Don't bet momentum on global REITs
Sept. 27, 2016
- Despite the temptation to double down on investing in countries or regions that have performed strongly in recent periods, we think investors would do well to avoid overreacting, stay flexible, keep studying economic developments around the world, and be prepared to take advantage of changes in the broader investment outlook.
- U.S. real estate investment trust (REIT) markets appear likely to remain competitive in the coming quarters, but it’s not too soon to view them through a slightly defensive lens.
- Historical data show that when added to a portfolio of traditional stocks and bonds, global REITs can have a positive effect on returns while only marginally increasing volatility.
It’s human nature to believe past performance will repeat itself. It can be tempting to double down on investments that have performed strongly in recent periods. But doing so comes with risk, because upward momentum doesn’t last forever, and timing the next downturn is difficult to do. Real estate securities are not exempt from this reality.
On the eve of the global financial crisis in 2008, many professional investors believed that real estate markets outside the United States would continue their then-dominant stretch of outperformance of the previous five years. Consequently, heading into the final months of 2008, these investors increased their holdings of ex-U.S. REIT assets. They didn’t know it at the time, but they were doing so at their own peril. As is often the case with investing, they would have done better by being patient.
Past performance is no indication of ... do we have to say it?
Moving into 2009, REIT markets were unkind to those who assumed that ex-U.S. markets would continue outperforming. U.S. REITs took the lead, beginning a period of outperformance that would last until this year. In the wake of such a streak, we are now seeing renewed signs of demand for U.S.-only mandates. In our view, this reaction raises red flags. We think the better tactic is to avoid doubling down on U.S. REITs and invest in a global allocation instead. Two notes that help explain our thinking about the advantages of investing globally:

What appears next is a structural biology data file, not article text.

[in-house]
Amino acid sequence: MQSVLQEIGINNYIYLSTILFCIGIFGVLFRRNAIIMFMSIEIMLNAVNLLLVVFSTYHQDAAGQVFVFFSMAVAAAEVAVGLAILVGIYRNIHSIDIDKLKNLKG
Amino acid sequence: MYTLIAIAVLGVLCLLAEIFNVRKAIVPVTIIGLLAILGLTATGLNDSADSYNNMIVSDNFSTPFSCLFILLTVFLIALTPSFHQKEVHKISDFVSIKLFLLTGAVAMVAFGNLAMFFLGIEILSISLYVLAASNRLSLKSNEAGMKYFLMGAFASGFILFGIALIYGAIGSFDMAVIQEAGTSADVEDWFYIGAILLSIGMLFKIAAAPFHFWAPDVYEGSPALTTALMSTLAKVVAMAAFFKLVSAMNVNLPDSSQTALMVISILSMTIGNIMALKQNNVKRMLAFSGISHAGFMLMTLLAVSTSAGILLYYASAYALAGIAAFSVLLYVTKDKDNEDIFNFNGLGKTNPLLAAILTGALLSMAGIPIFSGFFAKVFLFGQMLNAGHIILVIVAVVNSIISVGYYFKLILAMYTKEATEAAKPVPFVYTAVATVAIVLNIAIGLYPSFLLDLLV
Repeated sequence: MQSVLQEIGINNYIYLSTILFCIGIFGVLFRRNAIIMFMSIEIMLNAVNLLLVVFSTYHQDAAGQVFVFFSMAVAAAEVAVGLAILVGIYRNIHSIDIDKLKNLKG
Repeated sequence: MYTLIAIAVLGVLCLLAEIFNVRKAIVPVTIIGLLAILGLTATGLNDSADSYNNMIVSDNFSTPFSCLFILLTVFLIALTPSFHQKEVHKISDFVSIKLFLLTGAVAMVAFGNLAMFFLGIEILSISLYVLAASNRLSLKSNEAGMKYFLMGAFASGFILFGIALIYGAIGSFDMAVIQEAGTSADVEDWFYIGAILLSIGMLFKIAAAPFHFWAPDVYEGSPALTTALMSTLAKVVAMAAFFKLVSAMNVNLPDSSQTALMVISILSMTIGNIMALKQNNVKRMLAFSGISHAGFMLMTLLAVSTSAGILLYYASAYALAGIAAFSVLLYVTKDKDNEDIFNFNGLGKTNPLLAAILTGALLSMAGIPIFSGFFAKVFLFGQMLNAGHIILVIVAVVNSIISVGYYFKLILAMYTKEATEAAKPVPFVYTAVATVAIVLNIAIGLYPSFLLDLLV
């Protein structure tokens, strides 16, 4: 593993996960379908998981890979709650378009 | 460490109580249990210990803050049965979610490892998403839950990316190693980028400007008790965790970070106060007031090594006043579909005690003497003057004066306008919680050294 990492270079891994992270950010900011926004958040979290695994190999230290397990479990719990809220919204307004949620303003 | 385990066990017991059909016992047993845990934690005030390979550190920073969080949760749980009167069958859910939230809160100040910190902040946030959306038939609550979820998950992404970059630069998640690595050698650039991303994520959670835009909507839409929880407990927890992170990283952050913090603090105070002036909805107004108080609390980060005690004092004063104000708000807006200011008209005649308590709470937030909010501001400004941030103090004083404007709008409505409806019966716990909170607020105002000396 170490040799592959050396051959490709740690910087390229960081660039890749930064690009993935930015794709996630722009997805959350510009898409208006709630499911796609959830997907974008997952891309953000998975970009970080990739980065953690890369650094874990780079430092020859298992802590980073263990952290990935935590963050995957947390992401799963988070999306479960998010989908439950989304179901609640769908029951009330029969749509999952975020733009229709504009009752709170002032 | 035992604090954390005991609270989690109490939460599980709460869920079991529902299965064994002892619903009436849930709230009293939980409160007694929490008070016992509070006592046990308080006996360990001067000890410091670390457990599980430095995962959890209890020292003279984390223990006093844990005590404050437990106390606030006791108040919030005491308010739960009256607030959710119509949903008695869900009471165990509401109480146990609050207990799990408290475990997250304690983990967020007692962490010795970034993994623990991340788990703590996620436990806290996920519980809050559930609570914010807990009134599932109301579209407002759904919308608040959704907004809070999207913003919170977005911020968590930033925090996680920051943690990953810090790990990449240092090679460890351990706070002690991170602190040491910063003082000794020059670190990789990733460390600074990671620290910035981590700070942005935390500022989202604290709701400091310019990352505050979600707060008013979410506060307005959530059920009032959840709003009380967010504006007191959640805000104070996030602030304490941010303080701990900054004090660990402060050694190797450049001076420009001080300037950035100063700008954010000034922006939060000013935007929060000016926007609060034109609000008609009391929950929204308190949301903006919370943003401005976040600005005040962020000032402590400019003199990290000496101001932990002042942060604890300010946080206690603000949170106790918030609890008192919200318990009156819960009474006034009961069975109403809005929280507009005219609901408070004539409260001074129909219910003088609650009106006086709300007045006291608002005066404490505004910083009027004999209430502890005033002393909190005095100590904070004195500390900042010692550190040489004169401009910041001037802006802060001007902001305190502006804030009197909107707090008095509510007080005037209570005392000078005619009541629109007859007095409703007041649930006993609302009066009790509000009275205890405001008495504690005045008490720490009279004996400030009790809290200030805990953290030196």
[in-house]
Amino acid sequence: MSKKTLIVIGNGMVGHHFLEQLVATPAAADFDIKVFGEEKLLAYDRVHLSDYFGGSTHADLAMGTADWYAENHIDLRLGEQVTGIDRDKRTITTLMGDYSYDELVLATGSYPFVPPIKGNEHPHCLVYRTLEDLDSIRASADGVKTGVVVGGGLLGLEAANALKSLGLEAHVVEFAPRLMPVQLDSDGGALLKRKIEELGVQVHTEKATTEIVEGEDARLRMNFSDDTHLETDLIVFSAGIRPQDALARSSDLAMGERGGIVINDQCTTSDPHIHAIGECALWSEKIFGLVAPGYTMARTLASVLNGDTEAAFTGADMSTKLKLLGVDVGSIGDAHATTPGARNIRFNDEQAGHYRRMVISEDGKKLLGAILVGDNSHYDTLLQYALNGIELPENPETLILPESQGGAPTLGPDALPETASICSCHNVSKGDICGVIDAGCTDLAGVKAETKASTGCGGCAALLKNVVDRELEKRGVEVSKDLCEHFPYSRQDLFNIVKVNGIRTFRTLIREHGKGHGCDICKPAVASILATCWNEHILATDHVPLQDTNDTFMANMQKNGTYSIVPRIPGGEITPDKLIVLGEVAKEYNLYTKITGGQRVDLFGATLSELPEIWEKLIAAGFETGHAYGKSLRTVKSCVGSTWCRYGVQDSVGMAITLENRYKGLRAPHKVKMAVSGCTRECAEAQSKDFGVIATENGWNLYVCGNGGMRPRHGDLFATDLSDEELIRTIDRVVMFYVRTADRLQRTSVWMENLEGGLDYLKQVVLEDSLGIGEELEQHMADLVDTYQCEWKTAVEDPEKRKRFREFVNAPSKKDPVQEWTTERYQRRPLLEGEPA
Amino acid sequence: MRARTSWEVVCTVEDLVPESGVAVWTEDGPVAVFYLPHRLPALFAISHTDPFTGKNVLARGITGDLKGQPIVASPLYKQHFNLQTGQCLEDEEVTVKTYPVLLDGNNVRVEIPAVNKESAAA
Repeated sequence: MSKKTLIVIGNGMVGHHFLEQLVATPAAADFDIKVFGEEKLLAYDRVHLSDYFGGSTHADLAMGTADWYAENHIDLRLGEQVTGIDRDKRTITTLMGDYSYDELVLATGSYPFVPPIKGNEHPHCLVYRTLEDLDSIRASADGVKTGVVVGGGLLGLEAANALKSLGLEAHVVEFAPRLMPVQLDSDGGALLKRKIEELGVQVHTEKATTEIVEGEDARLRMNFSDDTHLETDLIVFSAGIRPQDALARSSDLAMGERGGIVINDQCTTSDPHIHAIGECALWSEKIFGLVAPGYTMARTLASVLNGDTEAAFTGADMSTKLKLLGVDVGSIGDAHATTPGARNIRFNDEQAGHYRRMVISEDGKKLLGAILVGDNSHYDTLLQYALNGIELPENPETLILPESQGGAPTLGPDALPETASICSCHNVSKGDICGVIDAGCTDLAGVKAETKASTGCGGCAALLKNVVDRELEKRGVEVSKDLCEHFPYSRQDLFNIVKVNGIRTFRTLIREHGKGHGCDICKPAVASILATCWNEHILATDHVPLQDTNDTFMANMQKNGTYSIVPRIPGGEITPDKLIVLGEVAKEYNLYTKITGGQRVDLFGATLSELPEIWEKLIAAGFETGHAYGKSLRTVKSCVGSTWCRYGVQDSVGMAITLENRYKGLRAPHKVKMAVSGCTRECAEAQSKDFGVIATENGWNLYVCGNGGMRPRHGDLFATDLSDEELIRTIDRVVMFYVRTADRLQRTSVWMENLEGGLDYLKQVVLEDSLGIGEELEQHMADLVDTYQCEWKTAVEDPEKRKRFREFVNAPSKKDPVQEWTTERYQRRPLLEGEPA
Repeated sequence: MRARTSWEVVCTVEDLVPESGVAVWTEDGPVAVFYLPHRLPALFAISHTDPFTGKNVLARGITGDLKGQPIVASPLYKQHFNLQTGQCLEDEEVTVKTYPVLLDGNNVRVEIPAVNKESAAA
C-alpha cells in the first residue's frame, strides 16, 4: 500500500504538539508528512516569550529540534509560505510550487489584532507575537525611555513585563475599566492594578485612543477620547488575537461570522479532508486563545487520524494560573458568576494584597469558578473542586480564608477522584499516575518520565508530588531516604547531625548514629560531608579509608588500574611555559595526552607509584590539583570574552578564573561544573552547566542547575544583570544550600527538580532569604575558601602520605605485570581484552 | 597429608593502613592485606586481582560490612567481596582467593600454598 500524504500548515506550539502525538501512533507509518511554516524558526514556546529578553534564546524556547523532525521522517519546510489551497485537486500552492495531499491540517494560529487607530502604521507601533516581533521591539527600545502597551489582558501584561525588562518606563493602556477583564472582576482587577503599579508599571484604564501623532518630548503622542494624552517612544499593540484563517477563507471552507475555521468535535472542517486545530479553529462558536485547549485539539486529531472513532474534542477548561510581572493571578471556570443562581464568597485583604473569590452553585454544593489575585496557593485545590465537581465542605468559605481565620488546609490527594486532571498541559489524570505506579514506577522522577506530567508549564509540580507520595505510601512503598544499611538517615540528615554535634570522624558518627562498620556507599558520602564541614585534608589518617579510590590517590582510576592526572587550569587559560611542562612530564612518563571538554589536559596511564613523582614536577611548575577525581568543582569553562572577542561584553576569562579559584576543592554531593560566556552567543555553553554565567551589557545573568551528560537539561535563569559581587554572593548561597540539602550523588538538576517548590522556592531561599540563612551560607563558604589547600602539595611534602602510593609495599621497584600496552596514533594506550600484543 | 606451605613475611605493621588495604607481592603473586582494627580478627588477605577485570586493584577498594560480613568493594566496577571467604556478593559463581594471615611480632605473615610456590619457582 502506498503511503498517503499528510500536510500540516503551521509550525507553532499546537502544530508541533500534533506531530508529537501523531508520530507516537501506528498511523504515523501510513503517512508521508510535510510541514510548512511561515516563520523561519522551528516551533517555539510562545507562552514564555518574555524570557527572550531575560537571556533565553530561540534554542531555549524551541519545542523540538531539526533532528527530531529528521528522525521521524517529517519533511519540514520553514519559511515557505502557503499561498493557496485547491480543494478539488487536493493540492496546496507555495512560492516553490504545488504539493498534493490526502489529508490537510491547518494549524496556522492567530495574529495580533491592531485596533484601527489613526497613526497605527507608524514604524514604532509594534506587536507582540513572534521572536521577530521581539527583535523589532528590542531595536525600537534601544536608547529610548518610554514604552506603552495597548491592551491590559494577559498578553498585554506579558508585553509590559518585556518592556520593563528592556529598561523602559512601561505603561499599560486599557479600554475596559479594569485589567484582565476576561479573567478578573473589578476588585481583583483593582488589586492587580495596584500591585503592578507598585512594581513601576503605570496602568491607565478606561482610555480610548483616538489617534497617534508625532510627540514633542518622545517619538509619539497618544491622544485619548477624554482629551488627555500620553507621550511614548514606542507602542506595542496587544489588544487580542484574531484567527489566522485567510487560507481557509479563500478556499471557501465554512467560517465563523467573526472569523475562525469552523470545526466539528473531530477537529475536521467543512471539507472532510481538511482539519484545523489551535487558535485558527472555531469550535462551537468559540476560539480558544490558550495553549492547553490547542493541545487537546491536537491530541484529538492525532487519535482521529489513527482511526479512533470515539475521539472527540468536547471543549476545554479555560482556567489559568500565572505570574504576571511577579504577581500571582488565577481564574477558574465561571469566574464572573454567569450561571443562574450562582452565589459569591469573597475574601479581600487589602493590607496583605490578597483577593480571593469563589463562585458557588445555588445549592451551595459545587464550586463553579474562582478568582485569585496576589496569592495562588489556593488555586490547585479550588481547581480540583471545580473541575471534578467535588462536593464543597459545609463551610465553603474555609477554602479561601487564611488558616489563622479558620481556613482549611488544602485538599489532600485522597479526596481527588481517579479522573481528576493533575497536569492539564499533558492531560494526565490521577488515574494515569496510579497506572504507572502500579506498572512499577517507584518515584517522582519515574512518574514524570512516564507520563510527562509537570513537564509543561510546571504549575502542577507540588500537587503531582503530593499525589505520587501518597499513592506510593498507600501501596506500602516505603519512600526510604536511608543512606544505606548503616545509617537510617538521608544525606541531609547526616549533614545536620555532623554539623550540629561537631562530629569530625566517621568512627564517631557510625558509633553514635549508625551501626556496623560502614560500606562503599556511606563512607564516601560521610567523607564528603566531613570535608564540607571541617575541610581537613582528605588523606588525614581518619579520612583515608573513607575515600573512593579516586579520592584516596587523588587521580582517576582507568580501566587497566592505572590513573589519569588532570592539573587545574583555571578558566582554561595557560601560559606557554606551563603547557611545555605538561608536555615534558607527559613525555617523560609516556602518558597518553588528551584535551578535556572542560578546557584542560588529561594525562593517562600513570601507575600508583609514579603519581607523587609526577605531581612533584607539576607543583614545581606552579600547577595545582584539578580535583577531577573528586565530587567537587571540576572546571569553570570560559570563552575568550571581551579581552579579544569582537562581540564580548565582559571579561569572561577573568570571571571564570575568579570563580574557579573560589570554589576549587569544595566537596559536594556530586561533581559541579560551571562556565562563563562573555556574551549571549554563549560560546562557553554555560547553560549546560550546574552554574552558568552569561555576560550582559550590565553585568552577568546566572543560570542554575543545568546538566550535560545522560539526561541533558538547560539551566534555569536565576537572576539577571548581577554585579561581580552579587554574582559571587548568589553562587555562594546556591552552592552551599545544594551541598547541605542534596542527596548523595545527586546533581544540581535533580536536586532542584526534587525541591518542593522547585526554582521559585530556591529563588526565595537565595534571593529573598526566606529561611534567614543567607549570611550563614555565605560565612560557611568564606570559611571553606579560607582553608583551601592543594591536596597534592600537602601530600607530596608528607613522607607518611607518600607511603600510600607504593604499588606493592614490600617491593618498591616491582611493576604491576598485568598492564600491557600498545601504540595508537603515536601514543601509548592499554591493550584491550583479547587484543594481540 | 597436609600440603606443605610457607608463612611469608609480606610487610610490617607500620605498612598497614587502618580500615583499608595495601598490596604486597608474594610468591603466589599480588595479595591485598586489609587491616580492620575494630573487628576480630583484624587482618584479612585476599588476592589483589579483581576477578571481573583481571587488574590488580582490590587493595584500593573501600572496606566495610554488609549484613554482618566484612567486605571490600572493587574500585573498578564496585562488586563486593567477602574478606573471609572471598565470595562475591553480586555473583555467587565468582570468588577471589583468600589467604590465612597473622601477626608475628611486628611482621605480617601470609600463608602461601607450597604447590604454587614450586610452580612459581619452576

- While we believe that U.S. REIT markets could very well remain competitive in the coming quarters, we think it makes sense to be aware of potential sources of pressure. For instance, the U.S. economy seems to be further along in the expansionary part of the economic cycle than many other countries, possibly inching closer to the next eventual contraction. REITs are economically sensitive, so any degradation in the U.S. economy will ultimately be felt in real estate fundamentals.
What's more, the longer that interest rates stay at current levels, the greater the chance that the following sequence of events would play out: real estate prices will climb too high, which will provoke more supply, which in turn will dampen prices.
- If the U.S. economic outlook weakens sooner than expected, opportunities in other countries could begin to look more attractive. With that in mind, we have already begun taking a more defensive position within the U.S. This doesn’t mean we are adjusting allocations reactively; an aggressive position in emerging markets, for instance, would not be timely, given the structural issues that those parts of the world are contending with.
But we think investments in certain areas of Europe look attractive, in light of what we see as gradual but positive fundamental recoveries in Spain, Germany, France, and Ireland. We have also been adding exposure to Australia as we continue seeing more support for asset prices, partly due to an easing bias by the country’s central bank.